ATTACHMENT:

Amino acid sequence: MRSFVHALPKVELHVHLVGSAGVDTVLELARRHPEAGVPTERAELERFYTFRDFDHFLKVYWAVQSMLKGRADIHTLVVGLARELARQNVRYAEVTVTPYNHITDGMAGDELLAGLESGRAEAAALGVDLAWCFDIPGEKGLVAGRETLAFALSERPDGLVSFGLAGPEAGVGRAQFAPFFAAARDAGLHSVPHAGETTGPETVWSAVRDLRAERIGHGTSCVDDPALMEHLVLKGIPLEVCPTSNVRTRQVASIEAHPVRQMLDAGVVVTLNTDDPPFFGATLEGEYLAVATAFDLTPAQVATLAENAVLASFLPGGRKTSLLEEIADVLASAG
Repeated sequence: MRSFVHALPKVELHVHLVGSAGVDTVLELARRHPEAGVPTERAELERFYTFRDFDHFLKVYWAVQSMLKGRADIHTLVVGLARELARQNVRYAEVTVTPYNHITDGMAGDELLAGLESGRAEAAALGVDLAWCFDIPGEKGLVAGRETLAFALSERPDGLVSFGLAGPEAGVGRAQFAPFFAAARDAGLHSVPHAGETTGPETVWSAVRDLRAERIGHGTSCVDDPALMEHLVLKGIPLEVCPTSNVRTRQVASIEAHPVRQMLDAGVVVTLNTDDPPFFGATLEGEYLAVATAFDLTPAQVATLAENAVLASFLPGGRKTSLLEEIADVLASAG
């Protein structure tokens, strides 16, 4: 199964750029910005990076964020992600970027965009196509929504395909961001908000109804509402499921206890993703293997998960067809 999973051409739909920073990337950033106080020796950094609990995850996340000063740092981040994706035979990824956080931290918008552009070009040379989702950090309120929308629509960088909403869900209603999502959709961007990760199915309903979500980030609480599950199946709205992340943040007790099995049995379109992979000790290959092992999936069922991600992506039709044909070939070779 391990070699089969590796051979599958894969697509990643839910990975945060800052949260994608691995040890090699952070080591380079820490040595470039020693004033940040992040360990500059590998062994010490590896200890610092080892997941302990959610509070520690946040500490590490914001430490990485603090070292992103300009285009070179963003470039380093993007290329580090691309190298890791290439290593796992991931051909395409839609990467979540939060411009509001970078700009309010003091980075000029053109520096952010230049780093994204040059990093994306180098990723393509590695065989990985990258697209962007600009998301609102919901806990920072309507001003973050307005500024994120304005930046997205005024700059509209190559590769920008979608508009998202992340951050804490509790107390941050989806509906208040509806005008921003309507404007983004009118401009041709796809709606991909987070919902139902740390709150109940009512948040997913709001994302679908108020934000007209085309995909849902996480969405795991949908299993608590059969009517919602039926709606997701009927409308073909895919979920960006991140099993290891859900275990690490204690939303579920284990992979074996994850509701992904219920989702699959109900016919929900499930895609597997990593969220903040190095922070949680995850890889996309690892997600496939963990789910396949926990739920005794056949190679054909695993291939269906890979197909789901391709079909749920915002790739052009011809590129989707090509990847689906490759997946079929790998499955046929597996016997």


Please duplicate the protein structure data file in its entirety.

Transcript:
Amino acid sequence: MRSFVHALPKVELHVHLVGSAGVDTVLELARRHPEAGVPTERAELERFYTFRDFDHFLKVYWAVQSMLKGRADIHTLVVGLARELARQNVRYAEVTVTPYNHITDGMAGDELLAGLESGRAEAAALGVDLAWCFDIPGEKGLVAGRETLAFALSERPDGLVSFGLAGPEAGVGRAQFAPFFAAARDAGLHSVPHAGETTGPETVWSAVRDLRAERIGHGTSCVDDPALMEHLVLKGIPLEVCPTSNVRTRQVASIEAHPVRQMLDAGVVVTLNTDDPPFFGATLEGEYLAVATAFDLTPAQVATLAENAVLASFLPGGRKTSLLEEIADVLASAG
Repeated sequence: MRSFVHALPKVELHVHLVGSAGVDTVLELARRHPEAGVPTERAELERFYTFRDFDHFLKVYWAVQSMLKGRADIHTLVVGLARELARQNVRYAEVTVTPYNHITDGMAGDELLAGLESGRAEAAALGVDLAWCFDIPGEKGLVAGRETLAFALSERPDGLVSFGLAGPEAGVGRAQFAPFFAAARDAGLHSVPHAGETTGPETVWSAVRDLRAERIGHGTSCVDDPALMEHLVLKGIPLEVCPTSNVRTRQVASIEAHPVRQMLDAGVVVTLNTDDPPFFGATLEGEYLAVATAFDLTPAQVATLAENAVLASFLPGGRKTSLLEEIADVLASAG
């Protein structure tokens, strides 16, 4: 199964750029910005990076964020992600970027965009196509929504395909961001908000109804509402499921206890993703293997998960067809 999973051409739909920073990337950033106080020796950094609990995850996340000063740092981040994706035979990824956080931290918008552009070009040379989702950090309120929308629509960088909403869900209603999502959709961007990760199915309903979500980030609480599950199946709205992340943040007790099995049995379109992979000790290959092992999936069922991600992506039709044909070939070779 391990070699089969590796051979599958894969697509990643839910990975945060800052949260994608691995040890090699952070080591380079820490040595470039020693004033940040992040360990500059590998062994010490590896200890610092080892997941302990959610509070520690946040500490590490914001430490990485603090070292992103300009285009070179963003470039380093993007290329580090691309190298890791290439290593796992991931051909395409839609990467979540939060411009509001970078700009309010003091980075000029053109520096952010230049780093994204040059990093994306180098990723393509590695065989990985990258697209962007600009998301609102919901806990920072309507001003973050307005500024994120304005930046997205005024700059509209190559590769920008979608508009998202992340951050804490509790107390941050989806509906208040509806005008921003309507404007983004009118401009041709796809709606991909987070919902139902740390709150109940009512948040997913709001994302679908108020934000007209085309995909849902996480969405795991949908299993608590059969009517919602039926709606997701009927409308073909895919979920960006991140099993290891859900275990690490204690939303579920284990992979074996994850509701992904219920989702699959109900016919929900499930895609597997990593969220903040190095922070949680995850890889996309690892997600496939963990789910396949926990739920005794056949190679054909695993291939269906890979197909789901391709079909749920915002790739052009011809590129989707090509990847689906490759997946079929790998499955046929597996016997």